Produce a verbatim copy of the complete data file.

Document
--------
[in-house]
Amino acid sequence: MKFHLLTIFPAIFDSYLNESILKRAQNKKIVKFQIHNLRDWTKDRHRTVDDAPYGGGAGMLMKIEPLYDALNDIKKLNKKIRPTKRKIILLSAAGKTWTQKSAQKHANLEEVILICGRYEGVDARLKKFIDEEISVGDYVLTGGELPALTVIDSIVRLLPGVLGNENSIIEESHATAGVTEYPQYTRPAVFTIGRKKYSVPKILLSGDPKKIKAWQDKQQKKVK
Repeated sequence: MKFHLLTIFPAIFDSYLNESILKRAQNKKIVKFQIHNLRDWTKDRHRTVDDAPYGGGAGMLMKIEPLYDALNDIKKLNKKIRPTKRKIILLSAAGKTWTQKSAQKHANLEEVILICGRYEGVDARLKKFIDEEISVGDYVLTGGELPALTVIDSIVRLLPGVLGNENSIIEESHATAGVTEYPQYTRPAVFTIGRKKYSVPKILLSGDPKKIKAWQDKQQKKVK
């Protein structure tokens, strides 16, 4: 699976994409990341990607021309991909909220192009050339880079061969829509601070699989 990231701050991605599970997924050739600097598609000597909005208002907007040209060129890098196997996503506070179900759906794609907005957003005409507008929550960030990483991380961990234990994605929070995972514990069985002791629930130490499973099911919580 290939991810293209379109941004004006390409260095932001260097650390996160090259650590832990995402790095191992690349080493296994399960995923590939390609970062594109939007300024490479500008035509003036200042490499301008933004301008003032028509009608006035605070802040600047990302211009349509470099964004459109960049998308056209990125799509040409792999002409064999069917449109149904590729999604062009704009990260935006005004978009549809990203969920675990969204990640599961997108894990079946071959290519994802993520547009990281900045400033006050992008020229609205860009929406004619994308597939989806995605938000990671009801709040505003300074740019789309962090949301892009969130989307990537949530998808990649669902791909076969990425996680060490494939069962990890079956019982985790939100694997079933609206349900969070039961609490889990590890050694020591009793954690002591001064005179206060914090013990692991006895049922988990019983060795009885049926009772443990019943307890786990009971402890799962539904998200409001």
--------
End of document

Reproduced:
[in-house]
Amino acid sequence: MKFHLLTIFPAIFDSYLNESILKRAQNKKIVKFQIHNLRDWTKDRHRTVDDAPYGGGAGMLMKIEPLYDALNDIKKLNKKIRPTKRKIILLSAAGKTWTQKSAQKHANLEEVILICGRYEGVDARLKKFIDEEISVGDYVLTGGELPALTVIDSIVRLLPGVLGNENSIIEESHATAGVTEYPQYTRPAVFTIGRKKYSVPKILLSGDPKKIKAWQDKQQKKVK
Repeated sequence: MKFHLLTIFPAIFDSYLNESILKRAQNKKIVKFQIHNLRDWTKDRHRTVDDAPYGGGAGMLMKIEPLYDALNDIKKLNKKIRPTKRKIILLSAAGKTWTQKSAQKHANLEEVILICGRYEGVDARLKKFIDEEISVGDYVLTGGELPALTVIDSIVRLLPGVLGNENSIIEESHATAGVTEYPQYTRPAVFTIGRKKYSVPKILLSGDPKKIKAWQDKQQKKVK
């Protein structure tokens, strides 16, 4: 699976994409990341990607021309991909909220192009050339880079061969829509601070699989 990231701050991605599970997924050739600097598609000597909005208002907007040209060129890098196997996503506070179900759906794609907005957003005409507008929550960030990483991380961990234990994605929070995972514990069985002791629930130490499973099911919580 290939991810293209379109941004004006390409260095932001260097650390996160090259650590832990995402790095191992690349080493296994399960995923590939390609970062594109939007300024490479500008035509003036200042490499301008933004301008003032028509009608006035605070802040600047990302211009349509470099964004459109960049998308056209990125799509040409792999002409064999069917449109149904590729999604062009704009990260935006005004978009549809990203969920675990969204990640599961997108894990079946071959290519994802993520547009990281900045400033006050992008020229609205860009929406004619994308597939989806995605938000990671009801709040505003300074740019789309962090949301892009969130989307990537949530998808990649669902791909076969990425996680060490494939069962990890079956019982985790939100694997079933609206349900969070039961609490889990590890050694020591009793954690002591001064005179206060914090013990692991006895049922988990019983060795009885049926009772443990019943307890786990009971402890799962539904998200409001």